The untitled painting on the left I did about 20 years ago, using reference photos from a painting book. I love the copper pot, but my skill in painting fruit had vastly improve by the time I did the other one 6 years ago. It is titled $10 Worth of Fruit; I bought a bunch of fruit for the purpose of creating still lifes and photographing them for future reference. I spent an afternoon making and photographing the arrangements and then enjoyed the fruit. I love painting reflective surfaces and clear vases with water. There are so many colors and so much depth to capture.

CWCW: Laundry, ironing and working on the portfolio. I also exercised some since my hip is feeling better. I also gave away the long-haired cat that was clawing my furniture, getting cat hair on my drawing table and --worst of all-- terrorizing my older cat. I cleaned up the drawing table and put fresh paper on it. Maybe I will paint soon. If I could stop thinking. :o)

Monday, March 1, 2010


There are exactly as many special occasions in life as we choose to celebrate. ~Robert Brault

Today I celebrate much less pain after friends praying for me yesterday. I can celebrate that God loves me enough to move heaven and earth--or at least rearrange doctor's schedules--so that I will not have a surgery I don't need. I can celebrate the sunshine and the possibility of an early spring. I can celebrate that I am almost finished with the portfolio and can move on to creating a real art project. I can celebrate that my troubles are puny compared to some of the suffering I see in others. I can celebrate prayer.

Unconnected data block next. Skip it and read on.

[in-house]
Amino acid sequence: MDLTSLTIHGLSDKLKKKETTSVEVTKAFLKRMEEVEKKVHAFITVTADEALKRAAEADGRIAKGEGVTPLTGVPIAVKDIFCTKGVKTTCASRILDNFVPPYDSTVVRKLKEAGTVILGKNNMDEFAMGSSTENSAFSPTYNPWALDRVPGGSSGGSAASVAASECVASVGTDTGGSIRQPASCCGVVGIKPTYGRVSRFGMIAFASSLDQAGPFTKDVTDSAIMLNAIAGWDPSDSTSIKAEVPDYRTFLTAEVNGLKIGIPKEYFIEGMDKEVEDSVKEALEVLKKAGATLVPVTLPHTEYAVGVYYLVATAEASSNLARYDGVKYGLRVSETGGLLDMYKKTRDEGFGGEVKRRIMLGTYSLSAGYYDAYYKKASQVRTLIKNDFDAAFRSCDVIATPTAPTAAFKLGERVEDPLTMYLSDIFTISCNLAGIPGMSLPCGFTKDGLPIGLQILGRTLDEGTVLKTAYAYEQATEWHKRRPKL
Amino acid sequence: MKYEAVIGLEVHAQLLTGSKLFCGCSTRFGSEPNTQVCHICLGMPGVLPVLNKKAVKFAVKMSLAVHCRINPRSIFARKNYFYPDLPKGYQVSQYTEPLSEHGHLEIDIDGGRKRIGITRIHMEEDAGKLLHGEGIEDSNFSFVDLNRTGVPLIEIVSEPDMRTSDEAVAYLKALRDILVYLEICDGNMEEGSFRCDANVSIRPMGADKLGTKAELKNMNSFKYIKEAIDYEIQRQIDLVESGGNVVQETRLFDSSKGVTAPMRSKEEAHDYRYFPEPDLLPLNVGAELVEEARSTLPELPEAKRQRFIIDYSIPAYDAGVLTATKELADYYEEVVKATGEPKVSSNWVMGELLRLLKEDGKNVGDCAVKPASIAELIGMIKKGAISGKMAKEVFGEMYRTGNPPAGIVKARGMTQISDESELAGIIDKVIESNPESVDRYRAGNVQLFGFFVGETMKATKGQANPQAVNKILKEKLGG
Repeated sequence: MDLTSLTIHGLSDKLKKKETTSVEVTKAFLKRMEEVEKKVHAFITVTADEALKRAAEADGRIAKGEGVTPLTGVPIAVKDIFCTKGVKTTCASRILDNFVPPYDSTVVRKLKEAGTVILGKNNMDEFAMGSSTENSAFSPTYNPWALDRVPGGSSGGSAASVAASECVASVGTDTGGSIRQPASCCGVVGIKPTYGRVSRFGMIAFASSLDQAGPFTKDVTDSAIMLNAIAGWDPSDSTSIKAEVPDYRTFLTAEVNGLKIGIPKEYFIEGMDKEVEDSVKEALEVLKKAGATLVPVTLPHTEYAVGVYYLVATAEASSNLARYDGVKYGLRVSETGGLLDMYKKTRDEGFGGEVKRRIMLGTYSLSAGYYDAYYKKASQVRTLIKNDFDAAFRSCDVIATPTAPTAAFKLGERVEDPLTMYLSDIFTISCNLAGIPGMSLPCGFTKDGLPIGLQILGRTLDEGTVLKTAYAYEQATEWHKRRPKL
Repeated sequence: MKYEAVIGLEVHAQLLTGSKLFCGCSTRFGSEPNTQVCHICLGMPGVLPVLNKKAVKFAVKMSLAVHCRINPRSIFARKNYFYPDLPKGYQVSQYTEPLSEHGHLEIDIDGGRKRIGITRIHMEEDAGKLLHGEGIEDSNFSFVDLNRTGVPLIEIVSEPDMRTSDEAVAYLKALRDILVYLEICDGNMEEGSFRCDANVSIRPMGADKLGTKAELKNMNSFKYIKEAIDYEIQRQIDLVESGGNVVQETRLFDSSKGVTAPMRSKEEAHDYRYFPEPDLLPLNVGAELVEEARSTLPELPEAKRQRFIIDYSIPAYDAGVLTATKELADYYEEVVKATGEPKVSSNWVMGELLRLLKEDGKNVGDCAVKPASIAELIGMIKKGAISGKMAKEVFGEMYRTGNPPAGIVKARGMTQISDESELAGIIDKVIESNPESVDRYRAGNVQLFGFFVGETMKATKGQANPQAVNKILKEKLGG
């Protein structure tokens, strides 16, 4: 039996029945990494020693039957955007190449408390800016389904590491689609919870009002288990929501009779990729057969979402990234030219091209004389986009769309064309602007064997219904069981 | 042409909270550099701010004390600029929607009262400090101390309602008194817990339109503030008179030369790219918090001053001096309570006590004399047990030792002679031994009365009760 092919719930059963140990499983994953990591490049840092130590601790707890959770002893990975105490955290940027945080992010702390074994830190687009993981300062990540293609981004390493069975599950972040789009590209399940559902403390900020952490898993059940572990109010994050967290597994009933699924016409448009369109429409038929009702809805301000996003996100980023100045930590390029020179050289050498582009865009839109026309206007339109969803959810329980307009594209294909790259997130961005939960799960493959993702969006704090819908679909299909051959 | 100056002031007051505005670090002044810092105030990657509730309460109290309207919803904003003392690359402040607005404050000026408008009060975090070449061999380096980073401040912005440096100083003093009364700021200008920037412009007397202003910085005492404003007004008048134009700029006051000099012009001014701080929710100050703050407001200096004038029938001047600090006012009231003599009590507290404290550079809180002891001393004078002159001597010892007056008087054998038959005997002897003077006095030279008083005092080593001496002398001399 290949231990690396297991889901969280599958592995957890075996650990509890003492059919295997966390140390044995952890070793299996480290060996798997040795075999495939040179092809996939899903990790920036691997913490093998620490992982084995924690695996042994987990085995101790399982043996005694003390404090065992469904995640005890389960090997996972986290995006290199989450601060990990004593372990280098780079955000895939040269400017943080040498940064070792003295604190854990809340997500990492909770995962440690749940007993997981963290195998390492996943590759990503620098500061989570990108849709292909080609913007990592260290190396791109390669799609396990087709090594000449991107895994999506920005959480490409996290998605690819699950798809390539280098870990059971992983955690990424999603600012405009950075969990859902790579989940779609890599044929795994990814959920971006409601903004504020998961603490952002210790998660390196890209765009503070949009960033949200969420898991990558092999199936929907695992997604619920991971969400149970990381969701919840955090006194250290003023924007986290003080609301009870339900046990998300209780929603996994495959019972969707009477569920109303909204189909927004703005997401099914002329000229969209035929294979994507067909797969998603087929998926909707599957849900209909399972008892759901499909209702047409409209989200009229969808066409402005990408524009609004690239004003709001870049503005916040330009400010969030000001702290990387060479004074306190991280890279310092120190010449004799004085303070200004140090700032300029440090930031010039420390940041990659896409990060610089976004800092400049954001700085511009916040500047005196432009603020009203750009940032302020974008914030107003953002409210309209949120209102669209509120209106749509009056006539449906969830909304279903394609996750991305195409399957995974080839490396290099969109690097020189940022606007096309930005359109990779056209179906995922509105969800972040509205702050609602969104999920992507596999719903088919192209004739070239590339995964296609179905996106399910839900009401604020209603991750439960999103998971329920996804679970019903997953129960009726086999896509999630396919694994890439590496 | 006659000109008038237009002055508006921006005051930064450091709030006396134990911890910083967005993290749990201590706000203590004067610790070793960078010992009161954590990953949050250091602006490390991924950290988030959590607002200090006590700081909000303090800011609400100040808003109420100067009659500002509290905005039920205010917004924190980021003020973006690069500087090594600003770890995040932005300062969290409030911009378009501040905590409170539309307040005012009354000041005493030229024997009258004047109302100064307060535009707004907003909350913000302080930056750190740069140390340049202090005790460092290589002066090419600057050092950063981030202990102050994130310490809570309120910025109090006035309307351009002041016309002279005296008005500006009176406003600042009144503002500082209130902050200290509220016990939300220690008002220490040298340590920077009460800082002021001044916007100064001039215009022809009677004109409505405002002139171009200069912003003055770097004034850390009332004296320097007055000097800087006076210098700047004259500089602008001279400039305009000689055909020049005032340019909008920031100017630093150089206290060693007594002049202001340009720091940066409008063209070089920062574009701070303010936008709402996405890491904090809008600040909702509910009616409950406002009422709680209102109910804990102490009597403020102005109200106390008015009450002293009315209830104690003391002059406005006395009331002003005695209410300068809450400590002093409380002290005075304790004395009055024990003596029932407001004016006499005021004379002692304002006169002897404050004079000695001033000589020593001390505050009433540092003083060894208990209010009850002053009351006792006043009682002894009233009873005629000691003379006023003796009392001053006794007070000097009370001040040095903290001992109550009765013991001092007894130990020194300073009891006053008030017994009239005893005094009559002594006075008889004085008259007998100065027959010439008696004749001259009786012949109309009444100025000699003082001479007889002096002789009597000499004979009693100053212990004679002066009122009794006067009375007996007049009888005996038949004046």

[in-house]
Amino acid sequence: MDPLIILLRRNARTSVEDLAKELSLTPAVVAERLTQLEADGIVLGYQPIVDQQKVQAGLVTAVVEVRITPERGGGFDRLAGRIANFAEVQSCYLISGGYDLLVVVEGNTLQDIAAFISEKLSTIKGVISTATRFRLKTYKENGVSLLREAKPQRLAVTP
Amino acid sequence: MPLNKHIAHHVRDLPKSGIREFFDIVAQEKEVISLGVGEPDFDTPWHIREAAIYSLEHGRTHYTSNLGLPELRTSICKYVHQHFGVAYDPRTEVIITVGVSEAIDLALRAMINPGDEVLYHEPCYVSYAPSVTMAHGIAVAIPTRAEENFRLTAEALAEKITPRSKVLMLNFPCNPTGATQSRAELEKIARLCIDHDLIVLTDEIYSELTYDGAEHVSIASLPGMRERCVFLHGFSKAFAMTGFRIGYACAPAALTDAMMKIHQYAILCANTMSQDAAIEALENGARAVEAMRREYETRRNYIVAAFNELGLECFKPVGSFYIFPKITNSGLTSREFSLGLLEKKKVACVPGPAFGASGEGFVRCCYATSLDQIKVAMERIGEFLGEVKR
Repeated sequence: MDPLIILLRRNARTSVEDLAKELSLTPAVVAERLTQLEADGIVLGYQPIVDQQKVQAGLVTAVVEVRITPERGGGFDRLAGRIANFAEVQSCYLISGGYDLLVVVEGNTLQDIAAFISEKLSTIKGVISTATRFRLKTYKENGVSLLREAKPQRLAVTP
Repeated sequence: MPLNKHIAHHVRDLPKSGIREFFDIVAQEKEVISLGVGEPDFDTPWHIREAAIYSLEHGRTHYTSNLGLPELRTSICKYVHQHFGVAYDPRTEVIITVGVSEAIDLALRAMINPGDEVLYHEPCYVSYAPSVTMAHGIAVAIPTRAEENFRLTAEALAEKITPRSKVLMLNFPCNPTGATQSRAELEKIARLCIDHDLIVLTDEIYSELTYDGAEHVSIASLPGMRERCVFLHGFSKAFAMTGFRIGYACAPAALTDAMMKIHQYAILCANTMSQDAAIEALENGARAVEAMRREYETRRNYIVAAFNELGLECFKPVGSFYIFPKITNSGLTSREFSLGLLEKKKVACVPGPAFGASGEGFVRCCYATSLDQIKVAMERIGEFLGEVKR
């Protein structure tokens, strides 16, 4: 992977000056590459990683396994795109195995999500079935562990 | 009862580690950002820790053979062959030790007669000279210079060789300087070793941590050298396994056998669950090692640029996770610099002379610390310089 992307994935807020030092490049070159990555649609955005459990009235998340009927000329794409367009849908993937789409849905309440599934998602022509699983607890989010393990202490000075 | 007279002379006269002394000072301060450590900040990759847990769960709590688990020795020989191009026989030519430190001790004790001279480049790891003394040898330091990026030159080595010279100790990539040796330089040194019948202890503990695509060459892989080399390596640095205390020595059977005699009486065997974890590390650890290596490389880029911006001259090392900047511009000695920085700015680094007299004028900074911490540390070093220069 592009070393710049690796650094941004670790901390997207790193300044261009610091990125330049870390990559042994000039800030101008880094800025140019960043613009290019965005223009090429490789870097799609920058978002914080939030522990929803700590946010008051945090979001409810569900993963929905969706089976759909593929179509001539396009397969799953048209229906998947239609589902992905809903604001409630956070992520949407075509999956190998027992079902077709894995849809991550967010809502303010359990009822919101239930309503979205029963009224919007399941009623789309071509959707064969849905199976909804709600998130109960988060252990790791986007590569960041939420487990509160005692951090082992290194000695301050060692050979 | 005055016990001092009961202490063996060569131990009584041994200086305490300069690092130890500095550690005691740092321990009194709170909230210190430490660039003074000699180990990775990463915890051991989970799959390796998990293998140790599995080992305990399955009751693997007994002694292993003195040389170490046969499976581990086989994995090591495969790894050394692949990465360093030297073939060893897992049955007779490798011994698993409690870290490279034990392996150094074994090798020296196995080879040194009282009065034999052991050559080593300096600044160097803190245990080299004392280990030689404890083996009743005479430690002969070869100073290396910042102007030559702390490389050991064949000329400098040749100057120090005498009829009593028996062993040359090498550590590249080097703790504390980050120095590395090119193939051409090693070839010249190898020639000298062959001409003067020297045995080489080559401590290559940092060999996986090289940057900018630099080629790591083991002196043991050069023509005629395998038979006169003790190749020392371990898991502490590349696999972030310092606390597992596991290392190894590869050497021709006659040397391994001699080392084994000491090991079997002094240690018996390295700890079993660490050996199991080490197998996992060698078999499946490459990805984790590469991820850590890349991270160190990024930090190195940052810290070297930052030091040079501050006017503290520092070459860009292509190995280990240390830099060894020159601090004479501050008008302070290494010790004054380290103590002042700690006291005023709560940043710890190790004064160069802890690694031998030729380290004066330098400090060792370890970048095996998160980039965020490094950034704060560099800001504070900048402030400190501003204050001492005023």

This painting, Cottonwood, is one I did in college, my teacher was sticker about working from a sketch instead of a photograph, so I sketched a dead cottonwood tree in Palo Duro Canyon, (Texas) I remember my husband with with me that day, and that it was a pleasant time. Since my painting teacher didn't really teach, I struggled with the background, but there happened to be a Charles Russell print in the class and I borrowed some of the landscape from that picture and made up the rest. Teacher never noticed; he liked to hole up in his office and drink.